Date of Award:

1-1-1991

Document Type:

Thesis

Degree Name:

Master of Science (MS)

Department:

Animal, Dairy, and Veterinary Sciences

Advisor/Chair:

Mark C. Healey

Abstract

Ram lamb epididymitis, a serious reproductive disease of sheep, is caused principally by bacteria belonging to the genera Haemophilus and Actinobacillus. Six bacteria were studied: the American Type Culture Collection (ATCC) of Actinobacillus seminis (ATCC 15768), ATCC of Actinobacillus actinomycetemcomitans (ATCC 29522), field isolates of A seminis (86722 and 4101) and field isolates of Actin obacillus- like bacteria (Y136 and D107). The objectives of this study were to quantitate the adhesion of these 6 bacteria to bovine kidney epithelial cells (BKECs) and ram epididymal epithelial cells (REECs), evaluate the effect of rabbit polyclonal antibody prepared against ATCC 15768 (PoAb 15768) on bacterial adherence to BKECs and REECs, and partially characterize the adhesins present on these bacteria.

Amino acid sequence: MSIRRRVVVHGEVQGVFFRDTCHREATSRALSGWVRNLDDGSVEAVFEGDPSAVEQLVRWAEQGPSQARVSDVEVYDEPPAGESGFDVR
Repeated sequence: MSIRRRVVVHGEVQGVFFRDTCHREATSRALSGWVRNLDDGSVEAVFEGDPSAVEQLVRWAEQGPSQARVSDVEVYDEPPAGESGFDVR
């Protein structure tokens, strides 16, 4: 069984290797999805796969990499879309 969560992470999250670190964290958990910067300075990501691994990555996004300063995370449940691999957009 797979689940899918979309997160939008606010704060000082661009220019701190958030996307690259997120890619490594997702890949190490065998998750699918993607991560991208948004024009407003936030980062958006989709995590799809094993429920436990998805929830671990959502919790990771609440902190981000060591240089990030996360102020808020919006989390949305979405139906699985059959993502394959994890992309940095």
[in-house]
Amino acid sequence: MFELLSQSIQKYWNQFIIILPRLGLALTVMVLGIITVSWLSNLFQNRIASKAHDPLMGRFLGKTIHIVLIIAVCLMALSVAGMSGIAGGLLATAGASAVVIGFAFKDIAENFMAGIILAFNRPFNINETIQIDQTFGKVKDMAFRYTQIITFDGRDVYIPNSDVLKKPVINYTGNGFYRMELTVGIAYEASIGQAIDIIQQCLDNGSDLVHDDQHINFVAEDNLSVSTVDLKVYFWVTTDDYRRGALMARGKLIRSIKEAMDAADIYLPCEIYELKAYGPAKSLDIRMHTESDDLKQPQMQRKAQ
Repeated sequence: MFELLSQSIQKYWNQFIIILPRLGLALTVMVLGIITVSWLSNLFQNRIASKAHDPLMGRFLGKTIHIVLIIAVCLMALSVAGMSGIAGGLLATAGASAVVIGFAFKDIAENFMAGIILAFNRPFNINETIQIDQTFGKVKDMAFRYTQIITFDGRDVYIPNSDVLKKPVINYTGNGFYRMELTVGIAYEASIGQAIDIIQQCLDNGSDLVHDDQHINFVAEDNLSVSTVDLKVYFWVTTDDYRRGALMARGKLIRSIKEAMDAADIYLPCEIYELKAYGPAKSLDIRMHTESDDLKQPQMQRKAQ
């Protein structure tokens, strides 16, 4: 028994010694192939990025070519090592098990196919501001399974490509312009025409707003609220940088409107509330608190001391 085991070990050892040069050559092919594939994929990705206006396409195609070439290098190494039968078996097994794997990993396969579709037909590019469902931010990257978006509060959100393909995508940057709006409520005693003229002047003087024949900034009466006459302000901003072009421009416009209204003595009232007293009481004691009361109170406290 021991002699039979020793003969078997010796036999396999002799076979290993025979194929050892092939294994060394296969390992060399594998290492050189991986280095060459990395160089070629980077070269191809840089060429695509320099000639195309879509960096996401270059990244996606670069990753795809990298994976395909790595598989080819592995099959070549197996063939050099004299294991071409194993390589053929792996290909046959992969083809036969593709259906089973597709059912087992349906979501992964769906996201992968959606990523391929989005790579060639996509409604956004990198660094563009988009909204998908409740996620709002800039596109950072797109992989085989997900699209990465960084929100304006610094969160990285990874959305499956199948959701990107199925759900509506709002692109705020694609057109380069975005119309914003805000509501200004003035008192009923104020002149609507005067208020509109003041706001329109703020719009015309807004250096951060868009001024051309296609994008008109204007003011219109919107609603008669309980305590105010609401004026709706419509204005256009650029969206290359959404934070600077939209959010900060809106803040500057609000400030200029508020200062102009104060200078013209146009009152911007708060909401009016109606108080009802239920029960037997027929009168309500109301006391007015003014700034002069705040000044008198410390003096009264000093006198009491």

In a bacterial adhesion assay (BAA), strain and species differences were noted. The number of bacteria adhering to each BKEC ranged (rom a low of 4.27 ± 1.00 (Actinobacillus-like 0107) to a high of 31.84 ± 2.00 (A seminis 86722). The number of bacteria adhering to each REEC ranged from a low of 3.05 ± 0.34 (Actinobacill us-like 0107) to a high of 21.61 ± 2.03 (Actinobacillus like Yl36). In a bacterial inhibition assay (BIA), PoAb 15768 inhibited the adhesion of ATCC 15768 to both BKECs and REECs by 5%. This same antiserum inhibited the adhesion of ATCC 29522 to BKECs by 14.5% and to REECs by 22%. The inhibition of A seminis 86722 adherence to BKECs and to REECs was less than 14% and 35%, respectively. For A seminis 4101, Actinobacillus-like Y136, and Actinobacillus-like 0107, PoAb 15768 failed to prevent adhesion to either BKECs or REECs. When the 6 bacteria were analyzed by autoradiography, 2 (Actinobacillus-like 0107) to 8 (ATCC 29522) potential adhesins were identified. However, the pathogenicity has not been firmly established for many Actinobacillus species and Actinobacillus-like bacteria. The potential adhesins identified in this study were not unequivocally confirmed as bacterial adhesins. An in vit ro model may facilitate the recognition of potential adhesins used by Actinobacillus species and Actinobacillus-like bacteria and may eventually lead to the development of an efficacious bacterin to prevent epididymitis in ram lambs at risk.

Share

COinS